Development - Better Lives Healthy Futures


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There’s lots of research that shows the amazing speed a baby’s brain is developing.
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A baby can hear from about 24 weeks of pregnancy, they can recognise familiar voices when they’re born and prefer faces to shapes.

How you react with your new baby makes a big difference to their later development. There’s lots of information about interacting with your baby on the links below.

Babies and children need to be given the chance to learn and develop and these pages give ideas and suggestions to help you give your baby the best start.

Part of your child’s health review will be to see how they are developing, whether you have any concerns and getting ready for the next stage as they grow up.

All children develop differently but where this isn’t as we’d expect we’ll discuss a plan of care with you. This might mean a follow up check or a referral to a doctor or specialist for more advice.

For your child’s two-year review (usually completed between the ages of 2 and 2½), your health visiting team will send you two questionnaires, known as the Ages and Stages Questionnaires (ASQ-3 and ASQ SE).

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Further information

Helping your child's speech

From when your baby is born you can help them to learn to talk by doing things such as holding your baby close as you talk to them. There's lots more tips and advice to help with your babys speech on this website.

Talking Point

Talking Point provides lots of information on children's communication from 0 right through to 17 years.


HENRY supports families in a child's early years, including what you can do in your daily routines to help your child be a confident communicator.

Tiny Happy People

This BBC website will help you develop your child's communication skills using simple fun, free activities and play ideas. There are also tips and advice from experts and parents on language learning and child development.

Developmental dysplasia of the hip (DDH)

Developmental dysplasia of the hip (DDH) is a condition where the ‘ball and socket’ joint of the hip doesn’t properly form in babies and young children. Find out more information about it here and in your red book.

Bradford Local Offer

If you’re in Bradford the local offer can help you find the right support if your child has Special Educational Needs and/or Disabilities (SEND) and is ages 0-25.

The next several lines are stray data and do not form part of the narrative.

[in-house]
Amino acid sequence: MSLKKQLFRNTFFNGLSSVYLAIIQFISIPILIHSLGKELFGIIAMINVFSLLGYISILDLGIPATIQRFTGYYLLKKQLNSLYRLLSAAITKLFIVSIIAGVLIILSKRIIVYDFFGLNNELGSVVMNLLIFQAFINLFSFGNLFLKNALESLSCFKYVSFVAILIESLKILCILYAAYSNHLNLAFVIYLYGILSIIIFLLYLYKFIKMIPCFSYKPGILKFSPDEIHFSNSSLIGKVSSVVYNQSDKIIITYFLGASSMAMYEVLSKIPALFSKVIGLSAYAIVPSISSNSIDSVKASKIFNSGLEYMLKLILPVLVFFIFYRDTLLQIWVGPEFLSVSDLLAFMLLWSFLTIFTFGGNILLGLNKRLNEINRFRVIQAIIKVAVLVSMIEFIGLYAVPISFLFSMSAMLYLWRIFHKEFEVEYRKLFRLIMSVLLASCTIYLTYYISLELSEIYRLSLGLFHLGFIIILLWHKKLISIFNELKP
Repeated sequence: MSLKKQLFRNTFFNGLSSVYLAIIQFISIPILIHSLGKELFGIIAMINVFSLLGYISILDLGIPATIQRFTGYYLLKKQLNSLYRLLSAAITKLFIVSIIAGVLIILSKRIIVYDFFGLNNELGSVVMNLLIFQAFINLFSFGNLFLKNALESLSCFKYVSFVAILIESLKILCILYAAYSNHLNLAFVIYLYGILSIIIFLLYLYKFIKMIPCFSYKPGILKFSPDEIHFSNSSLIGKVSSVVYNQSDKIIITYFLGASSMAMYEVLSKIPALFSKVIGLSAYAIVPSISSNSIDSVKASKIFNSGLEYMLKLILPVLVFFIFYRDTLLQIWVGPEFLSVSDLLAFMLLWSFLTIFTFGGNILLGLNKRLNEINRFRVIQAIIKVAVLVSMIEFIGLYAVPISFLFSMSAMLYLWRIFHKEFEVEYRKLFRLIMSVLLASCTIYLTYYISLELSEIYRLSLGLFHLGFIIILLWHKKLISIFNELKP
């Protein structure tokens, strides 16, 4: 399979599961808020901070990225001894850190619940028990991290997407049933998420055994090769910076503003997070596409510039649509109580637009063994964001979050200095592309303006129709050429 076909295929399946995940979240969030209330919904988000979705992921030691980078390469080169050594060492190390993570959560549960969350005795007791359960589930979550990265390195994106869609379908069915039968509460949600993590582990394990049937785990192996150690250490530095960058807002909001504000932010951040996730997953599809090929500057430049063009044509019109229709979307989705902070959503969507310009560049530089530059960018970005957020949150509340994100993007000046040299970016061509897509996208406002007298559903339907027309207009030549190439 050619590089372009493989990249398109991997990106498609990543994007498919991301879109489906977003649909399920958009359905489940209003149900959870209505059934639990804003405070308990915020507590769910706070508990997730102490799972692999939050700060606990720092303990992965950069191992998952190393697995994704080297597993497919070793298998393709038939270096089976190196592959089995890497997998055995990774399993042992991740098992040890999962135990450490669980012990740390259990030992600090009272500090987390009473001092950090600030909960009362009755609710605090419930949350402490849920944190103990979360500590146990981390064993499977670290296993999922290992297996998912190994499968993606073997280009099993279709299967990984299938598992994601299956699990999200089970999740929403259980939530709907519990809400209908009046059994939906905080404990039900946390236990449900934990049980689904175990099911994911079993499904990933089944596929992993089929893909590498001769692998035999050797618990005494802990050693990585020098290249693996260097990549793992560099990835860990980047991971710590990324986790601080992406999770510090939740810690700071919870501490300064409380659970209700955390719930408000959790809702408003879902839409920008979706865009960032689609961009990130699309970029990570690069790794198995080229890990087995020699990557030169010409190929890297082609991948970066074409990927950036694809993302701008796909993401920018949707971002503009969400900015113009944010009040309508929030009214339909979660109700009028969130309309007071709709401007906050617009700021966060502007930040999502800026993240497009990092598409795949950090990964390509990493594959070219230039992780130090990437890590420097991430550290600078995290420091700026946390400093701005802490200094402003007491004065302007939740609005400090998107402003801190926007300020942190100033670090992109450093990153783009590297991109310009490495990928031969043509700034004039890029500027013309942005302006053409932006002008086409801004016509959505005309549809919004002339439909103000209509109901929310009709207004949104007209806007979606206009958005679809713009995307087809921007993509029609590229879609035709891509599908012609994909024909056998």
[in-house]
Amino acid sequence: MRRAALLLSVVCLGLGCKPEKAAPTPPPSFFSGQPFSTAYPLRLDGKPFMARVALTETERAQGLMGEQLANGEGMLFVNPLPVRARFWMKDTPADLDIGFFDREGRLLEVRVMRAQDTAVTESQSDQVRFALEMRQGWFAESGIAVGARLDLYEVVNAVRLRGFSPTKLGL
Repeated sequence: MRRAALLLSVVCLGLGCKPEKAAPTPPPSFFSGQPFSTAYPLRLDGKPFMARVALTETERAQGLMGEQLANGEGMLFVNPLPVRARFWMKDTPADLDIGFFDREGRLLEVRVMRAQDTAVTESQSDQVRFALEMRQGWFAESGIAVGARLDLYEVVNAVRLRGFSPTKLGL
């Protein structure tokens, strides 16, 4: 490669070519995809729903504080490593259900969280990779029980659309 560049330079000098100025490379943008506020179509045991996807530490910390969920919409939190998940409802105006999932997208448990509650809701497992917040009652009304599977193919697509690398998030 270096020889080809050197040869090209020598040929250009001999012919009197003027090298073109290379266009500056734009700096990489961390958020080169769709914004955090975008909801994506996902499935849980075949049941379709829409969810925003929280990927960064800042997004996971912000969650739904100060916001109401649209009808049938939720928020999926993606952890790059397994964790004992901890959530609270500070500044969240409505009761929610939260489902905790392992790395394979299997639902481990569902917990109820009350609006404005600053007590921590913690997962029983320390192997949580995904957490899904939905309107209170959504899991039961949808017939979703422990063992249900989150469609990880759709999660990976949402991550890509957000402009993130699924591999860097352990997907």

Better Start Bradford

Better Start Bradford work with families to give children the best possible start in life in Bowling and Bakerend, Bradford Moor and Little Horton through a range of innovative projects to support them through pregnancy and the earliest years of their children’s lives.

Related topics


Play is not just fun, it helps young children to learn.
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Don’t forget the importance of safety which means seeing everything at your child’s level, giving them age appropriate toys, supervising them, removing dangers and items that could cause harm.
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You might find your child’s behaviour difficult to deal with, there can be lots of different reasons for this.
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Toilet training

Whether you teach your child to use a potty or a toilet, it’s a new skill for them to learn. It takes patience and it’s important to work with your child.
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Ages and Stages Questionnaires

Your health visiting team will send you two questionnaires before your child's two year review appointment.
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2 – 2 ½ years contact

You’ll see a member of the team when your child is between two and two and a half years old.
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9 – 12 month contact

Nine to twelve months old is the next time you will be offered an appointment with your health visitor, or a member of the team.
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